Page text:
Despite state records, locally oil drills are mostly absent
Drilling rigs haven’t dotted landscapes east of Coalville for decades after oil and gas production began to slump in Summit County.
Today the Uintah Basin tops the list of biggest oil producers in Utah and last year wells in Duchesne County produced 7.6 million barrels of oil, the highest in the state.
But Summit County boasted the second highest oil production in Utah in 2007 at 5.5 million barrels, state Division of Oil, Gas and Mining spokesman Jim Springer said.
"Oil and natural gas are essential to our modern society, without it we don’t function," he said.
Exploring for new oil in Summit County requires digging deep, Springer said.
"Most of what comes out of Summit County comes from existing fields that have been there for quite a while," Springer explained.
Still, last year oil production in Summit County jumped a half-million barrels over 2006, he said.
But new drilling didn’t cause the spike, Springer stressed.
"That increased oil production came from the result of efforts on the part of operators in the existing fields to maximize production. That’s the economics at play. The price of oil was up," he said. "Without having to drill an expensive well they could bring some more oil up using some different techniques that they could do because the price of it would allow them to do those expenditures."
Taxes collected from oil and gas production really helped Summit County when real estate wasn’t selling in the ’70s and ’80s.
"The oil companies came to us years ago and told us it was a declining resource and would gradually decline to the point where they could not produce enough to make it profitable," Summit County Treasurer Glen Thomson explained. "But with the price of oil going to where the price of oil is going, there are production companies that may take a look at wells in the area that are declining to try to get a little bit more out of the ground while the price is higher."
Wells in the Anschutz region in Utah and southwestern Wyoming were largely tapped by petroleum giants in the 1980s, Thompson said.
"Oil was good for Summit County as long as it lasted
," Thompson said. "It kept us going a lot of years."
But it has declined sharply, he lamented.
"The decline in oil production in Summit County is not going to get much better," Thompson said.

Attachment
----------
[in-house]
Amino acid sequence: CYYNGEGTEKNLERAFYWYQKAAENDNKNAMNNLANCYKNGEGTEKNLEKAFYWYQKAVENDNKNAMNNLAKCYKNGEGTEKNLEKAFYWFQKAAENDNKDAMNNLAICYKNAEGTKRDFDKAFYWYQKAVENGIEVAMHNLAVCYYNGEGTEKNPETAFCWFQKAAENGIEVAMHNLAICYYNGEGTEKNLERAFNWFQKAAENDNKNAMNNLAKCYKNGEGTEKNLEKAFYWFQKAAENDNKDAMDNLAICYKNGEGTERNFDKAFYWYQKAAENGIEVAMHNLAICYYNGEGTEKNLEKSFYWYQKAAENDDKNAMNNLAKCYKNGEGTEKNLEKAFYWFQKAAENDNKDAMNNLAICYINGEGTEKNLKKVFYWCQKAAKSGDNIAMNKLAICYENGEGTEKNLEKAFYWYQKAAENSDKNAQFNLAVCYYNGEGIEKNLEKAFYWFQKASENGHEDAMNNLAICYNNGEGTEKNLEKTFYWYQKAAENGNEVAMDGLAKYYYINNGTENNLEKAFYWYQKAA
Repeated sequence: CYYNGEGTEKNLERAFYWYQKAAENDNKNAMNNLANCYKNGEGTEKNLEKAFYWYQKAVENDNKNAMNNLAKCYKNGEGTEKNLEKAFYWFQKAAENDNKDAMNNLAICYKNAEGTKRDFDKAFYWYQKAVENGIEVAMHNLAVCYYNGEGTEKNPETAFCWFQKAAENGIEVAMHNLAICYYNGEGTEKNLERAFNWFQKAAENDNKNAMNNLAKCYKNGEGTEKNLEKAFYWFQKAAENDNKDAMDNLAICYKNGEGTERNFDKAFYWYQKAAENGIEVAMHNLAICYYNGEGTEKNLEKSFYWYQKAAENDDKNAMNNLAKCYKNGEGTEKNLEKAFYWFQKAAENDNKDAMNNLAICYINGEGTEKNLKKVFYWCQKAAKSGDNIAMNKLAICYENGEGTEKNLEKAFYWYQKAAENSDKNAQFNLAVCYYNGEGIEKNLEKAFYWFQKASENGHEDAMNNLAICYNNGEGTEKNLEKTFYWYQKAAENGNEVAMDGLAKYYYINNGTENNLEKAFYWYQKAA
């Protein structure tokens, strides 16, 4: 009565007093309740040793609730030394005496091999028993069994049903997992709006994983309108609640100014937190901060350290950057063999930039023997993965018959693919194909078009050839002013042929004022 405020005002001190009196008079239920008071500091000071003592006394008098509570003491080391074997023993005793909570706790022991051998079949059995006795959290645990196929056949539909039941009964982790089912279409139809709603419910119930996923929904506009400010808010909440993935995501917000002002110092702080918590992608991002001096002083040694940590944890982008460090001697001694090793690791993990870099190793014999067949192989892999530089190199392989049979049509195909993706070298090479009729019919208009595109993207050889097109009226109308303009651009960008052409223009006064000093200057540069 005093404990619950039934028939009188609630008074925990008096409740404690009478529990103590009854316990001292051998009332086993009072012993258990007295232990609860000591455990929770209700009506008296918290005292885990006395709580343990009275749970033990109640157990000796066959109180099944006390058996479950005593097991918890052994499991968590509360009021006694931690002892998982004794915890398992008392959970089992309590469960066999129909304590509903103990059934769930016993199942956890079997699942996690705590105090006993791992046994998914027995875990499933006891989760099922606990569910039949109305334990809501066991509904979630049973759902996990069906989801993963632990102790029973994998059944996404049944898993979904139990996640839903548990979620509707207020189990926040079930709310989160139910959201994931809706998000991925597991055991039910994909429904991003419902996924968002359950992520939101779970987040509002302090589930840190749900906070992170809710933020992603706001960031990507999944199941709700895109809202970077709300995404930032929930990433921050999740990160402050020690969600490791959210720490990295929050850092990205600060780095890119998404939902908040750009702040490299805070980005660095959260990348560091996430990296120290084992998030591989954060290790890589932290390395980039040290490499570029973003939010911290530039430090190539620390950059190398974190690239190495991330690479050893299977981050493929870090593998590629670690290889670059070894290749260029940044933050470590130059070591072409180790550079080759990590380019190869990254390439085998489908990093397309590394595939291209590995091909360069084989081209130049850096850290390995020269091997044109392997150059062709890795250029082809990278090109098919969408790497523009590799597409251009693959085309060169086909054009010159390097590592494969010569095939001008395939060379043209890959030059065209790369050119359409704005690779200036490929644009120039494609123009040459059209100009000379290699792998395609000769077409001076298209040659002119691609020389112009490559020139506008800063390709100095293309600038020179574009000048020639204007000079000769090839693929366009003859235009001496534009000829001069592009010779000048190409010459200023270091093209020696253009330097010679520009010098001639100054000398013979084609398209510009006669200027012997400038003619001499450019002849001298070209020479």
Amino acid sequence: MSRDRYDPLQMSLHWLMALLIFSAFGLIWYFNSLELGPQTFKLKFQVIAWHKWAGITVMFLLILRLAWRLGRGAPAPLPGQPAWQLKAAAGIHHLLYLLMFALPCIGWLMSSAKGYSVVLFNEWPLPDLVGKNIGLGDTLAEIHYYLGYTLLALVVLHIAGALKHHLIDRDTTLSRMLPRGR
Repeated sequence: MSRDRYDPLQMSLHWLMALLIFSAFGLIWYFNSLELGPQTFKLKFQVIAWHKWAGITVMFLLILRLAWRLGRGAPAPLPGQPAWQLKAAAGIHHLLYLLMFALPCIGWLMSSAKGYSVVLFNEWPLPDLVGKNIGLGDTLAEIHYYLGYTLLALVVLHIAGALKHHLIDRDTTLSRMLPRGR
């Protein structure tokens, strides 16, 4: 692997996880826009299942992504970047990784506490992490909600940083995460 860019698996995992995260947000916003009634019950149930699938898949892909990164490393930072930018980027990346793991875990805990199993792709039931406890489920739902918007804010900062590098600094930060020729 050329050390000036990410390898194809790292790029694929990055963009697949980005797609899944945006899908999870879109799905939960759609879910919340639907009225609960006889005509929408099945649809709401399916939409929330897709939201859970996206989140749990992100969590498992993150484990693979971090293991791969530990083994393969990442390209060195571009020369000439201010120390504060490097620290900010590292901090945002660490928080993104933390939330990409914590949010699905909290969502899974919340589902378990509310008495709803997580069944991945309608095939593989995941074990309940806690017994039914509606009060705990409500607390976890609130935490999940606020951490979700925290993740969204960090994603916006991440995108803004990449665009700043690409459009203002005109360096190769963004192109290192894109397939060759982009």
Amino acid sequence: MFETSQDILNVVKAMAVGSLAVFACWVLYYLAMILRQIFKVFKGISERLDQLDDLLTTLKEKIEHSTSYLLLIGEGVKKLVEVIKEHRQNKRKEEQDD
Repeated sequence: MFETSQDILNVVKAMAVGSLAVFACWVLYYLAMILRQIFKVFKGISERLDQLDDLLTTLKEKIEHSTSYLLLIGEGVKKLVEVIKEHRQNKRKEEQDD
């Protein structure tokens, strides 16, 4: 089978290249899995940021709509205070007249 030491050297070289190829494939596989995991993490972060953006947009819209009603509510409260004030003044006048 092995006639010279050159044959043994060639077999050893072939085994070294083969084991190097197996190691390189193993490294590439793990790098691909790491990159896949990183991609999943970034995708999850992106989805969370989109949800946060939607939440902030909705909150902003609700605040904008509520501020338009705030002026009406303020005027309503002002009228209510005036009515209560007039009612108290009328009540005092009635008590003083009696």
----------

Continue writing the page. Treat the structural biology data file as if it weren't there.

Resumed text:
The "easy oil" was gone some time ago, he said.
Evanston, Wyo. resident Cathy Seale co-owns Evanston-based Urroz Oil and Gas, which operates four wells in Wyoming within a few miles of Summit County. Shifting geologic plates caused rock layers to stack, which helped create the area east of Coalville known as the Overthrust Belt.
"There is oil here and if they want it bad enough at some point they are going to come and get it," Seale said. "Never say never. It could happen and it depends on your prices and your supply."
But geologic faults complicate oil drilling at Anschutz, she explained.
"It’s very hard to drill and you don’t know what you’re going to get," Seale said. "It costs a lot more to drill a well here."
Heaps of cash were spent exploring for oil at Anschutz in the 1980s, she said.
"During that last boom of the ’80s the oil companies drilled a lot of dry holes," Seale said. "They were just throwing money at these things so I think they are a little more savvy now."
Meanwhile, there were 50 oil rigs operating in Utah the second half of August, which is the most since 1987.
"That tells you that Economics 101 is very much at work — supply and demand. As demand for the resource goes up they look to increase the supply," Springer said.
Record natural gas production
Natural gas production this year hit record highs in Utah when suppliers produced more than 35 billion cubic feet last March.
"Market conditions continue to drive production," Gil Hunt, state associate director for oil and gas, said in a prepared statement. "High prices and increasing demand continue to fuel energy development."
Last year more than 218 billion cubic feet of natural gas was recovered in Uintah County, according to Springer.
"Energy is on a lot of people’s minds because of the cost of gasoline and the cost of natural gas. It’s become more important lately," Springer said.
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